Over the past year and a half, my two and a half year old son and I have been bathing every evening before his bedtime, and as he grows taller, we let the water level get higher. But as the water level rises, so does the amount of water lost to the overflow drain toward the top of the tub. For months of filling and refilling I stared at the overflow and listened to the sound of wasted water, remembering my own father’s lament at the same. I remembered what he brought back as a solution and decided it was time to hunt one down myself:
The bathtub overflow stopper is a remarkably simple, single part device that uses suction cups to surround and seal the tub overflow and restrict drainage through a hole that can be positioned anywhere around the drain’s perimeter.
To date I have not measured the amount of water I save each bath but I would guess that it measures in the tens of gallons, equal at least in displaced volume to me and my son combined. The packaging says it will allow 60% more water into the tub, or save you 60% of your water use without it, but my tub is quite old and unusually deep and long, so that number is going to be smaller. I have a 150 gallon hot water heater and know that without the overflow stopper, over the course of a typical 30 minute bath in our big old tub, after refilling a few times to keep from freezing our shoulders we started to lose peak hot water and I could feel the dilution of cold into the hot water tank coming through the line. So I can guess that we were approaching the 100 gallon mark per bath. Insane. Over the course of a week, that nearly reaches the basic water rate in Brooklyn set by the DEP which is “$2.61 per Hundred Cubic Feet (HCF which is equivalent to 748 gallons of water.” With the overflow stopper, I don’t lose water to the overflow and I don’t refill the tub anymore. I am guessing I use half as much water per bath. That’s only a buck and a quarter per week, but it’s enough water to fill two Hipporoller water carriers– per day! If I could divert that water to the needy I would. For now, I am grateful for a simple solution to a huge waste of water.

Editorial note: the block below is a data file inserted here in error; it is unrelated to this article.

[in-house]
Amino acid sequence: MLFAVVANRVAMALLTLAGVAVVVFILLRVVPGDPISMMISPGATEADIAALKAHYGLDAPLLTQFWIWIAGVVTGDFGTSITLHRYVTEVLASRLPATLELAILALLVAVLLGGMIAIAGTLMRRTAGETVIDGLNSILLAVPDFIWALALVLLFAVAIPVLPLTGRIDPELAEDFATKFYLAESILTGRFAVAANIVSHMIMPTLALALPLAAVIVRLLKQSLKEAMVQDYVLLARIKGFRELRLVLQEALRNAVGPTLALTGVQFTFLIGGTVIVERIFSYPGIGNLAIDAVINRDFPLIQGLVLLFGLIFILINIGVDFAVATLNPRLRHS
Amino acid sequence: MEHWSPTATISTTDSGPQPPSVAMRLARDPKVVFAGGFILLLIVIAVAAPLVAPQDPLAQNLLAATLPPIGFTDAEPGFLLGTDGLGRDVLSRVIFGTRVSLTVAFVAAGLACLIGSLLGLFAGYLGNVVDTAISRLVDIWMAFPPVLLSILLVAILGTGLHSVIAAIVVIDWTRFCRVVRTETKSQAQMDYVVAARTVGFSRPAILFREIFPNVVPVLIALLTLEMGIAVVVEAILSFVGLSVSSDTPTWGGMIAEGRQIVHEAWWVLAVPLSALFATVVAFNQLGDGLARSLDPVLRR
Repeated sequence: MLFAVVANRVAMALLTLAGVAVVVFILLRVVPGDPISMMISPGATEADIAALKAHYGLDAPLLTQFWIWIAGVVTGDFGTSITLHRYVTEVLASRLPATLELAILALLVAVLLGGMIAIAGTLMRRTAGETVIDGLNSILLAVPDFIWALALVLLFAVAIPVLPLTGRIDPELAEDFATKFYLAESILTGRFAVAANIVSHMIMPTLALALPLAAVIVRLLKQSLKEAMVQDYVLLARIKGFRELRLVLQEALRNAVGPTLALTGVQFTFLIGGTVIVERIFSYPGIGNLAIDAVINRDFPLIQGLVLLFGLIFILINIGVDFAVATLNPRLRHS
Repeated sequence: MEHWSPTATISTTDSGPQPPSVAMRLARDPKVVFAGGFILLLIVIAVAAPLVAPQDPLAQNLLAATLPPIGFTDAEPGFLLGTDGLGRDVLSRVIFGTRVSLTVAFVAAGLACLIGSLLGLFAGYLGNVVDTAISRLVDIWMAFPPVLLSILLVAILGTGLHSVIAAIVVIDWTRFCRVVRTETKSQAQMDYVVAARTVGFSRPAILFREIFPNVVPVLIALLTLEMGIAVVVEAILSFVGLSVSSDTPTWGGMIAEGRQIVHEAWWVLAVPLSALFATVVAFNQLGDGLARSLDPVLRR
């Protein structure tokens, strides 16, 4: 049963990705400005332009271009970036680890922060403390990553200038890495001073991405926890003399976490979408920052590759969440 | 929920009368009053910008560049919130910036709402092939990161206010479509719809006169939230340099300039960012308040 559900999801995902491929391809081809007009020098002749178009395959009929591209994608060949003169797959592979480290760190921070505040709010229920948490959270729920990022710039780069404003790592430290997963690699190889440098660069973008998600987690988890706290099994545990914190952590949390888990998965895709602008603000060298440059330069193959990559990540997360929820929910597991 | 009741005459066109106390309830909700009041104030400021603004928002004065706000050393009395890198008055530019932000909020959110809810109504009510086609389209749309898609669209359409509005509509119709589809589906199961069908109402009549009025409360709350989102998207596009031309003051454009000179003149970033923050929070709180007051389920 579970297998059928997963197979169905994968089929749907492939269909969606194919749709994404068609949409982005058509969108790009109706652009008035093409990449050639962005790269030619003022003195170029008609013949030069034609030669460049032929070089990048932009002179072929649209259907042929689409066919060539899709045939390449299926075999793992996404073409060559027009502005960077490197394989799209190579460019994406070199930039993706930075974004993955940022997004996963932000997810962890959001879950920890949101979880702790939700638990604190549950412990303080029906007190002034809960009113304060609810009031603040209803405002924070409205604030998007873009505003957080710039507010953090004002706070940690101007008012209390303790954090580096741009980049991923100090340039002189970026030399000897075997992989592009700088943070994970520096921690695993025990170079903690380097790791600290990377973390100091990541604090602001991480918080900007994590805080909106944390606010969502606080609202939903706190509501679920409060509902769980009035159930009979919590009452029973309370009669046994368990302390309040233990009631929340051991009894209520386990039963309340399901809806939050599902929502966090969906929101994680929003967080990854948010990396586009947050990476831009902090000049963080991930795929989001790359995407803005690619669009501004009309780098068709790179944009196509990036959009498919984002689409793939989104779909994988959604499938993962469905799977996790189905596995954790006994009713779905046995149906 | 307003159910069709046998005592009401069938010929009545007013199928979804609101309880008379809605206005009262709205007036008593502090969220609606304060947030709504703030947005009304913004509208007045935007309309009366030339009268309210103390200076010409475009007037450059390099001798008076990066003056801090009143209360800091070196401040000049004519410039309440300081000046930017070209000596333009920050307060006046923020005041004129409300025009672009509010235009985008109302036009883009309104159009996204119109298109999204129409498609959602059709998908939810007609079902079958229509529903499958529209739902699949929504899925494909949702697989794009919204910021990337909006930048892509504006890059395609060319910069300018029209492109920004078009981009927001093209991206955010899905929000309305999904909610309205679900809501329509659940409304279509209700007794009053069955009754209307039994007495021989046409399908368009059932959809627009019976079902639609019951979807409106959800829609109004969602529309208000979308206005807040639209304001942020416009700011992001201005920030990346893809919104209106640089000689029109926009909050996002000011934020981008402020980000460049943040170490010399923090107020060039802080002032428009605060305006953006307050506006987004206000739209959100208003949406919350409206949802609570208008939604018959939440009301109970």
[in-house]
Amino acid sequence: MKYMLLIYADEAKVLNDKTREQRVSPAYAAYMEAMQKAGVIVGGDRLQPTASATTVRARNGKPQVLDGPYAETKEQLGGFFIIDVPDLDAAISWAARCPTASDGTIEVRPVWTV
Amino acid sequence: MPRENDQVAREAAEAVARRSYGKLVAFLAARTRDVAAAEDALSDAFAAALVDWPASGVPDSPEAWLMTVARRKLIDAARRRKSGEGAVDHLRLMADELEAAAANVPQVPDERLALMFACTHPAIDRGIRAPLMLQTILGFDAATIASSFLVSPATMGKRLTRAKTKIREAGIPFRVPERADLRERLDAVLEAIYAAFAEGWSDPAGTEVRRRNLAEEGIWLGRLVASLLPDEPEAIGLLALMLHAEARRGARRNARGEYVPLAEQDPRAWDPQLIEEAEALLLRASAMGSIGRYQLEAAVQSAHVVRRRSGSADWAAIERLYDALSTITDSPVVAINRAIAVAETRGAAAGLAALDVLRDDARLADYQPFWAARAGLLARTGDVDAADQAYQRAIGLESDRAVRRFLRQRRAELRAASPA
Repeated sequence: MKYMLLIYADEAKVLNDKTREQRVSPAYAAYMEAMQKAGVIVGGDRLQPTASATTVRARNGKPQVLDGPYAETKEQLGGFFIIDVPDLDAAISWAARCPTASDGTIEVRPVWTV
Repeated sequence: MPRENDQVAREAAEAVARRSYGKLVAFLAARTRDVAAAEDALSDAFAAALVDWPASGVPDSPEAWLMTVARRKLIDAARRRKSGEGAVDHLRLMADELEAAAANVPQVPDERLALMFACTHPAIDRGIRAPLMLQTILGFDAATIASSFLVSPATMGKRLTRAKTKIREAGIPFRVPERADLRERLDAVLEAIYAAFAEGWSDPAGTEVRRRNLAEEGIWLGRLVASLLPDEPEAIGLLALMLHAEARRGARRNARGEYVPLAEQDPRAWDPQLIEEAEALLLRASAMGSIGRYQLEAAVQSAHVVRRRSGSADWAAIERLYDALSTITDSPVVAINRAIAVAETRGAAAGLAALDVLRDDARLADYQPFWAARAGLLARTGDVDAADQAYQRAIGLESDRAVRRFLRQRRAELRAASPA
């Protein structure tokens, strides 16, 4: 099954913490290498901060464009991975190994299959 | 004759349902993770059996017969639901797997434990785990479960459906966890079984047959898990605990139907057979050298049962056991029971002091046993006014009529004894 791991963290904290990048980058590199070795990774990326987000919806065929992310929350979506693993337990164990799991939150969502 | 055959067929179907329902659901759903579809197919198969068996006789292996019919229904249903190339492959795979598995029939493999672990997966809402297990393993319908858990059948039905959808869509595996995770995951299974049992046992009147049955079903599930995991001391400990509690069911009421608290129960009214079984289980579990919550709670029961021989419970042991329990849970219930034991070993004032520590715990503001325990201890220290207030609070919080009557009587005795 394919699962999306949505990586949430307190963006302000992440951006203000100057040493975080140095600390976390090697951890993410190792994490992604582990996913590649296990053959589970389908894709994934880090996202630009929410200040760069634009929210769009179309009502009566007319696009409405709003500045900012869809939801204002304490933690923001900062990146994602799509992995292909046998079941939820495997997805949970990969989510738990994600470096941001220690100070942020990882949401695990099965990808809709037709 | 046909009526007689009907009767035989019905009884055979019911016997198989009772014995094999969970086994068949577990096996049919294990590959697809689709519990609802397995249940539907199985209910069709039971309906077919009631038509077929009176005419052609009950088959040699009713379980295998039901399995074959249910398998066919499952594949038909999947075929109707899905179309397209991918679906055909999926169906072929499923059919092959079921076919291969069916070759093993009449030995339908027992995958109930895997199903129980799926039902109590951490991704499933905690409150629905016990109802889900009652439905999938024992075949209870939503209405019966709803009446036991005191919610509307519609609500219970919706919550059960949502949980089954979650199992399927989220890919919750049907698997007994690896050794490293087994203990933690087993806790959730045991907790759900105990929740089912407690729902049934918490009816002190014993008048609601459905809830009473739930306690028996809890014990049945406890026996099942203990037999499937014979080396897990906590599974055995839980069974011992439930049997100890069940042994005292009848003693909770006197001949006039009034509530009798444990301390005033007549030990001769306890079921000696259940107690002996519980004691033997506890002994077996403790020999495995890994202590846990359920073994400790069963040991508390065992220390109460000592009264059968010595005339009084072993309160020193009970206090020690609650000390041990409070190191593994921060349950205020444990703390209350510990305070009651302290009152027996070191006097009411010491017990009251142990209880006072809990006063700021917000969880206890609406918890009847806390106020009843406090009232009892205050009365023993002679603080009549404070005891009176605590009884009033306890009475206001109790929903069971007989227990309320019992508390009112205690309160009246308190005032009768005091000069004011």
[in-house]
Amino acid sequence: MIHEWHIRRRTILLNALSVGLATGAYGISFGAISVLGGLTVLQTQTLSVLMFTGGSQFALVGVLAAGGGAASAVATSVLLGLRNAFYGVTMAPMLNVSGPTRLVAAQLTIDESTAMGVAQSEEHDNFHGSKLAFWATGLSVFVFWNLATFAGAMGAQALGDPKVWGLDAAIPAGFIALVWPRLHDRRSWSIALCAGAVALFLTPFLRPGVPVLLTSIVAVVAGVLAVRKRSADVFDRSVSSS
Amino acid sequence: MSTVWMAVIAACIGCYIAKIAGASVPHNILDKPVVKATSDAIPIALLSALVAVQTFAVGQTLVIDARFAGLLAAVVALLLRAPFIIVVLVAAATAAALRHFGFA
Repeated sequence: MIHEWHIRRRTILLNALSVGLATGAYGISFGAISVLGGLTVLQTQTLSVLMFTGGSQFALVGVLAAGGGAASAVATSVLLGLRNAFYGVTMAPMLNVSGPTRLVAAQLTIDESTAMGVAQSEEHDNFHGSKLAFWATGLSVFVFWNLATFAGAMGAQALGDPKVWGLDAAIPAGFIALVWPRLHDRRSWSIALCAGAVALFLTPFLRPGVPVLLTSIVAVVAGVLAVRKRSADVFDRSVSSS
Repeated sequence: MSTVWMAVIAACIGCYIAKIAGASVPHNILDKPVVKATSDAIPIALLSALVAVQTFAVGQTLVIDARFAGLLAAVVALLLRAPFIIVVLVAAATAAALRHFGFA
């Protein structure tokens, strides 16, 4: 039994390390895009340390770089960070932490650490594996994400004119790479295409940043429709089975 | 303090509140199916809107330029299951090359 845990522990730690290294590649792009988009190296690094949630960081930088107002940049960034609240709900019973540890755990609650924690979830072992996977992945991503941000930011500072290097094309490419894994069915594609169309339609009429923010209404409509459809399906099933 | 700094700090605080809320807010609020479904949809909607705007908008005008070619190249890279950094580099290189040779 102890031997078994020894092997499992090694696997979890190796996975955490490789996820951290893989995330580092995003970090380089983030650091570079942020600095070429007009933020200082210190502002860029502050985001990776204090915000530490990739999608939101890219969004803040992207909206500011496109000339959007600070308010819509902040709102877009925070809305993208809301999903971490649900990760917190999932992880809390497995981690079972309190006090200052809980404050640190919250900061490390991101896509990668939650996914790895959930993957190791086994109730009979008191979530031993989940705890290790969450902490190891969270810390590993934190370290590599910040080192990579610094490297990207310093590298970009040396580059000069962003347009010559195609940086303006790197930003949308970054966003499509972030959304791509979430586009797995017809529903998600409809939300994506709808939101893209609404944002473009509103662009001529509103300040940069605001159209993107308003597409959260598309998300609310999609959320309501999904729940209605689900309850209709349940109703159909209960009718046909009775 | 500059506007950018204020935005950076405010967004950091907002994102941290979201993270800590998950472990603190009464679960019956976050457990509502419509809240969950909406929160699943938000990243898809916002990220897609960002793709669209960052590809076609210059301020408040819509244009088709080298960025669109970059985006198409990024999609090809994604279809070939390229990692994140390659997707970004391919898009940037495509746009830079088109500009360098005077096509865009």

And bathing with family is fun.
Couldn’t resist. (So modest.)
This is a clear hard plastic cover for an iPhone 4 still in its packaging from Incase.
And this is the price tag. Not bad. Someone’s doing pretty well making aftermarket plastic parts for a fancy phone and charging a fancy penny. But what gets me is this: below are the four main components that make up just the disposable packaging for the plastic phone cover:
From right to left, a glossy paper bifold “manual” that sits in the thermo formed anti rattle shipping tray to its left (which nests the phone cover not pictured) which nests in the pressure formed paper pulp tray to its left which slides into the printed sheath to its left and we’re done. So below we have the phone case on the left and the mountain of trash it comes in to its right.
And what I wanna know is when you go back to the unit cost for this product which is packaging for a package for a phone, what costs more, the single plastic case or its packaging?